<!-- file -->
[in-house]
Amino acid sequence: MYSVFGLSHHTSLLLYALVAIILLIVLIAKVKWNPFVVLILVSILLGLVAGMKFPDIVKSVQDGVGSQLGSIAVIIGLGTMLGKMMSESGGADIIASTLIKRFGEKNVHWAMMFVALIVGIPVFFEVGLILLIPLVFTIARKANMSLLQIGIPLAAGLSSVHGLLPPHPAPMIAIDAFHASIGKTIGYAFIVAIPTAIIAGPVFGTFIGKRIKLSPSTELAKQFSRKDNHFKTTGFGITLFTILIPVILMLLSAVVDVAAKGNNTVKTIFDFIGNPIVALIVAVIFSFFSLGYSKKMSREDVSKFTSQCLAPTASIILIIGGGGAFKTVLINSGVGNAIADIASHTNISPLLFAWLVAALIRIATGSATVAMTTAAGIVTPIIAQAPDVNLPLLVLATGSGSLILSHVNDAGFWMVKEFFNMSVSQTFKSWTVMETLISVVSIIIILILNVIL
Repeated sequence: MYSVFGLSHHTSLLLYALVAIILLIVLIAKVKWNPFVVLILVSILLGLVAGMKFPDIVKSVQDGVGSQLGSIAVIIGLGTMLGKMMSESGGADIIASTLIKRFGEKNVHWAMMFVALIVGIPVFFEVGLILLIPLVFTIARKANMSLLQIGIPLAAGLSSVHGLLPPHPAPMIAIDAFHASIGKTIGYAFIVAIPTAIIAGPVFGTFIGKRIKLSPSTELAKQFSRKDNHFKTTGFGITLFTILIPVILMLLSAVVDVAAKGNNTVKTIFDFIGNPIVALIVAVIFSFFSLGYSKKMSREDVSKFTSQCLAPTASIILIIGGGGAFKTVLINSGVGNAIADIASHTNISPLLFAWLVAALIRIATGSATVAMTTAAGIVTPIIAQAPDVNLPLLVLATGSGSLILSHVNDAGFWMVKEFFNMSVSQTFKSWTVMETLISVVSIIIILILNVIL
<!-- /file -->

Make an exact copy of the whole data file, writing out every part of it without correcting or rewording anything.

[in-house]
Amino acid sequence: MYSVFGLSHHTSLLLYALVAIILLIVLIAKVKWNPFVVLILVSILLGLVAGMKFPDIVKSVQDGVGSQLGSIAVIIGLGTMLGKMMSESGGADIIASTLIKRFGEKNVHWAMMFVALIVGIPVFFEVGLILLIPLVFTIARKANMSLLQIGIPLAAGLSSVHGLLPPHPAPMIAIDAFHASIGKTIGYAFIVAIPTAIIAGPVFGTFIGKRIKLSPSTELAKQFSRKDNHFKTTGFGITLFTILIPVILMLLSAVVDVAAKGNNTVKTIFDFIGNPIVALIVAVIFSFFSLGYSKKMSREDVSKFTSQCLAPTASIILIIGGGGAFKTVLINSGVGNAIADIASHTNISPLLFAWLVAALIRIATGSATVAMTTAAGIVTPIIAQAPDVNLPLLVLATGSGSLILSHVNDAGFWMVKEFFNMSVSQTFKSWTVMETLISVVSIIIILILNVIL
Repeated sequence: MYSVFGLSHHTSLLLYALVAIILLIVLIAKVKWNPFVVLILVSILLGLVAGMKFPDIVKSVQDGVGSQLGSIAVIIGLGTMLGKMMSESGGADIIASTLIKRFGEKNVHWAMMFVALIVGIPVFFEVGLILLIPLVFTIARKANMSLLQIGIPLAAGLSSVHGLLPPHPAPMIAIDAFHASIGKTIGYAFIVAIPTAIIAGPVFGTFIGKRIKLSPSTELAKQFSRKDNHFKTTGFGITLFTILIPVILMLLSAVVDVAAKGNNTVKTIFDFIGNPIVALIVAVIFSFFSLGYSKKMSREDVSKFTSQCLAPTASIILIIGGGGAFKTVLINSGVGNAIADIASHTNISPLLFAWLVAALIRIATGSATVAMTTAAGIVTPIIAQAPDVNLPLLVLATGSGSLILSHVNDAGFWMVKEFFNMSVSQTFKSWTVMETLISVVSIIIILILNVIL